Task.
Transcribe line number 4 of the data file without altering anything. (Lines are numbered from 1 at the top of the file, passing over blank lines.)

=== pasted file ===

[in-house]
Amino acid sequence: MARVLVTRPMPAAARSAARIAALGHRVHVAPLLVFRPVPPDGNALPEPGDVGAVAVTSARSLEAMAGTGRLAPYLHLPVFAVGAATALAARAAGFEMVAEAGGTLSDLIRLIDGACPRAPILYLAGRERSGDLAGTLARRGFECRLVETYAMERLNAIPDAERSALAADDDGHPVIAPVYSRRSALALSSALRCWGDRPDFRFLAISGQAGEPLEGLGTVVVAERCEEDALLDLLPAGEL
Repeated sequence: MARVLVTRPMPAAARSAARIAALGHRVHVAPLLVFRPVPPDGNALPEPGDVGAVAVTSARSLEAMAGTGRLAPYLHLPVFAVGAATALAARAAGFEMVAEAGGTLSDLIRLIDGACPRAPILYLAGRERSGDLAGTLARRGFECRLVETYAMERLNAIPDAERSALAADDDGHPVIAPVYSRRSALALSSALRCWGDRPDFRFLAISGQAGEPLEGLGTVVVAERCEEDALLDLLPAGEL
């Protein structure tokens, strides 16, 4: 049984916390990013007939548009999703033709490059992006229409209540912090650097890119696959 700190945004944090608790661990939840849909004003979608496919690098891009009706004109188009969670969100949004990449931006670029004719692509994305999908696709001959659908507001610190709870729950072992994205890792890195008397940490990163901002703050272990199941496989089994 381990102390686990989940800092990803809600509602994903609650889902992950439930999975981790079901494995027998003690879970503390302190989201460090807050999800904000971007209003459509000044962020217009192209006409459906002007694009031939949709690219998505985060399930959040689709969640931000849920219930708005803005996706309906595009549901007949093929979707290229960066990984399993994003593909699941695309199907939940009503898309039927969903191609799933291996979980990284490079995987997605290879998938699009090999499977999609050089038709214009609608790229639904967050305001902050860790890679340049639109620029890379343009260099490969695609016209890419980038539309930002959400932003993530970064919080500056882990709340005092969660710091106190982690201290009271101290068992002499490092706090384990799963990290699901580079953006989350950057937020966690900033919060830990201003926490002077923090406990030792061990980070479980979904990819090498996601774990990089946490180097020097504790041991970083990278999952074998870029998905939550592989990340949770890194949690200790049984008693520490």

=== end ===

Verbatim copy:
């Protein structure tokens, strides 16, 4: 049984916390990013007939548009999703033709490059992006229409209540912090650097890119696959 700190945004944090608790661990939840849909004003979608496919690098891009009706004109188009969670969100949004990449931006670029004719692509994305999908696709001959659908507001610190709870729950072992994205890792890195008397940490990163901002703050272990199941496989089994 381990102390686990989940800092990803809600509602994903609650889902992950439930999975981790079901494995027998003690879970503390302190989201460090807050999800904000971007209003459509000044962020217009192209006409459906002007694009031939949709690219998505985060399930959040689709969640931000849920219930708005803005996706309906595009549901007949093929979707290229960066990984399993994003593909699941695309199907939940009503898309039927969903191609799933291996979980990284490079995987997605290879998938699009090999499977999609050089038709214009609608790229639904967050305001902050860790890679340049639109620029890379343009260099490969695609016209890419980038539309930002959400932003993530970064919080500056882990709340005092969660710091106190982690201290009271101290068992002499490092706090384990799963990290699901580079953006989350950057937020966690900033919060830990201003926490002077923090406990030792061990980070479980979904990819090498996601774990990089946490180097020097504790041991970083990278999952074998870029998905939550592989990340949770890194949690200790049984008693520490």